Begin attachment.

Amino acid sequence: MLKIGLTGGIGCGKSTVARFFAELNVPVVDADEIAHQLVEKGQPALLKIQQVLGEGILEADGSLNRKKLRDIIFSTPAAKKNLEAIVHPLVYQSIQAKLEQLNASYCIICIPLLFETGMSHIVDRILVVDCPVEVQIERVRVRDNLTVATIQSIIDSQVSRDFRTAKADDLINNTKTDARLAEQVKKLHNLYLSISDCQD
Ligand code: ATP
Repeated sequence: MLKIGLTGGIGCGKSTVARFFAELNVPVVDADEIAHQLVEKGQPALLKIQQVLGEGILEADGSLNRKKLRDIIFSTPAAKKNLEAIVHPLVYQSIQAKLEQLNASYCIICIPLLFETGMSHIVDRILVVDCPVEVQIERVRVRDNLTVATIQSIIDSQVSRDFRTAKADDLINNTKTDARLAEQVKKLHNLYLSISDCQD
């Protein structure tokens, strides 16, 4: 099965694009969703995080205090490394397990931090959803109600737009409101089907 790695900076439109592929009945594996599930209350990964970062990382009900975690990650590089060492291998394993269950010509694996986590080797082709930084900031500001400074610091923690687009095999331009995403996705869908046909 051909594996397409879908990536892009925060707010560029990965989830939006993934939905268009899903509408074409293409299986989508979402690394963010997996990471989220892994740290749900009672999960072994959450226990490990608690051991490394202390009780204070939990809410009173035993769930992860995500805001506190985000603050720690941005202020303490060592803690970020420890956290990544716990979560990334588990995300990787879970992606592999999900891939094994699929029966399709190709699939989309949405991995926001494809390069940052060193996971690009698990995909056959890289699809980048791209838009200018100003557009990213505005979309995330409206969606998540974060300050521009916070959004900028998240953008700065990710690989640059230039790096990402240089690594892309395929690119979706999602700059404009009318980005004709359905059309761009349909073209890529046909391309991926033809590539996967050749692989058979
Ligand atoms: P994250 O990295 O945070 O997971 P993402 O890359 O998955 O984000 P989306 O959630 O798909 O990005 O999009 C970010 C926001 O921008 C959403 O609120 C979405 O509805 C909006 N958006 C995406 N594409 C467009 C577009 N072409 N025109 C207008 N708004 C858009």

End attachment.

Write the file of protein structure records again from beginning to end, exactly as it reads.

Amino acid sequence: MLKIGLTGGIGCGKSTVARFFAELNVPVVDADEIAHQLVEKGQPALLKIQQVLGEGILEADGSLNRKKLRDIIFSTPAAKKNLEAIVHPLVYQSIQAKLEQLNASYCIICIPLLFETGMSHIVDRILVVDCPVEVQIERVRVRDNLTVATIQSIIDSQVSRDFRTAKADDLINNTKTDARLAEQVKKLHNLYLSISDCQD
Ligand code: ATP
Repeated sequence: MLKIGLTGGIGCGKSTVARFFAELNVPVVDADEIAHQLVEKGQPALLKIQQVLGEGILEADGSLNRKKLRDIIFSTPAAKKNLEAIVHPLVYQSIQAKLEQLNASYCIICIPLLFETGMSHIVDRILVVDCPVEVQIERVRVRDNLTVATIQSIIDSQVSRDFRTAKADDLINNTKTDARLAEQVKKLHNLYLSISDCQD
């Protein structure tokens, strides 16, 4: 099965694009969703995080205090490394397990931090959803109600737009409101089907 790695900076439109592929009945594996599930209350990964970062990382009900975690990650590089060492291998394993269950010509694996986590080797082709930084900031500001400074610091923690687009095999331009995403996705869908046909 051909594996397409879908990536892009925060707010560029990965989830939006993934939905268009899903509408074409293409299986989508979402690394963010997996990471989220892994740290749900009672999960072994959450226990490990608690051991490394202390009780204070939990809410009173035993769930992860995500805001506190985000603050720690941005202020303490060592803690970020420890956290990544716990979560990334588990995300990787879970992606592999999900891939094994699929029966399709190709699939989309949405991995926001494809390069940052060193996971690009698990995909056959890289699809980048791209838009200018100003557009990213505005979309995330409206969606998540974060300050521009916070959004900028998240953008700065990710690989640059230039790096990402240089690594892309395929690119979706999602700059404009009318980005004709359905059309761009349909073209890529046909391309991926033809590539996967050749692989058979
Ligand atoms: P994250 O990295 O945070 O997971 P993402 O890359 O998955 O984000 P989306 O959630 O798909 O990005 O999009 C970010 C926001 O921008 C959403 O609120 C979405 O509805 C909006 N958006 C995406 N594409 C467009 C577009 N072409 N025109 C207008 N708004 C858009």